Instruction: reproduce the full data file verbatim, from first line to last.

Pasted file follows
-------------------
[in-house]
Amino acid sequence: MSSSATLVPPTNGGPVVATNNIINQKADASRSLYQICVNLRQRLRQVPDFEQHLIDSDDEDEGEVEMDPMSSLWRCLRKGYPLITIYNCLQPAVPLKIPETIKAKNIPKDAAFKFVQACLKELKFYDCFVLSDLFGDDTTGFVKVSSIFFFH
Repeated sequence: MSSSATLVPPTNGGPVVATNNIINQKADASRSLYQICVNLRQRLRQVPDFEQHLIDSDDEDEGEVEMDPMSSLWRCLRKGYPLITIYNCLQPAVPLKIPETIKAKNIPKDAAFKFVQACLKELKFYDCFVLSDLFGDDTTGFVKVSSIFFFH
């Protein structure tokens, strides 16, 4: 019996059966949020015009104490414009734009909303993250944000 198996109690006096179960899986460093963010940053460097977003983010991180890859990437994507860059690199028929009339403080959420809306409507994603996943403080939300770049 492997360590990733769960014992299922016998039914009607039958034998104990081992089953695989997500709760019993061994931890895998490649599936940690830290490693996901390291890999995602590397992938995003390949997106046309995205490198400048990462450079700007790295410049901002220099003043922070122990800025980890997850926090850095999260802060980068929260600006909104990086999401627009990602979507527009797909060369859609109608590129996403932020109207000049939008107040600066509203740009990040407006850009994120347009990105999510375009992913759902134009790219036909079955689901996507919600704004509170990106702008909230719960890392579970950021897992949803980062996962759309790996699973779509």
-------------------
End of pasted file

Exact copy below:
[in-house]
Amino acid sequence: MSSSATLVPPTNGGPVVATNNIINQKADASRSLYQICVNLRQRLRQVPDFEQHLIDSDDEDEGEVEMDPMSSLWRCLRKGYPLITIYNCLQPAVPLKIPETIKAKNIPKDAAFKFVQACLKELKFYDCFVLSDLFGDDTTGFVKVSSIFFFH
Repeated sequence: MSSSATLVPPTNGGPVVATNNIINQKADASRSLYQICVNLRQRLRQVPDFEQHLIDSDDEDEGEVEMDPMSSLWRCLRKGYPLITIYNCLQPAVPLKIPETIKAKNIPKDAAFKFVQACLKELKFYDCFVLSDLFGDDTTGFVKVSSIFFFH
């Protein structure tokens, strides 16, 4: 019996059966949020015009104490414009734009909303993250944000 198996109690006096179960899986460093963010940053460097977003983010991180890859990437994507860059690199028929009339403080959420809306409507994603996943403080939300770049 492997360590990733769960014992299922016998039914009607039958034998104990081992089953695989997500709760019993061994931890895998490649599936940690830290490693996901390291890999995602590397992938995003390949997106046309995205490198400048990462450079700007790295410049901002220099003043922070122990800025980890997850926090850095999260802060980068929260600006909104990086999401627009990602979507527009797909060369859609109608590129996403932020109207000049939008107040600066509203740009990040407006850009994120347009990105999510375009992913759902134009790219036909079955689901996507919600704004509170990106702008909230719960890392579970950021897992949803980062996962759309790996699973779509």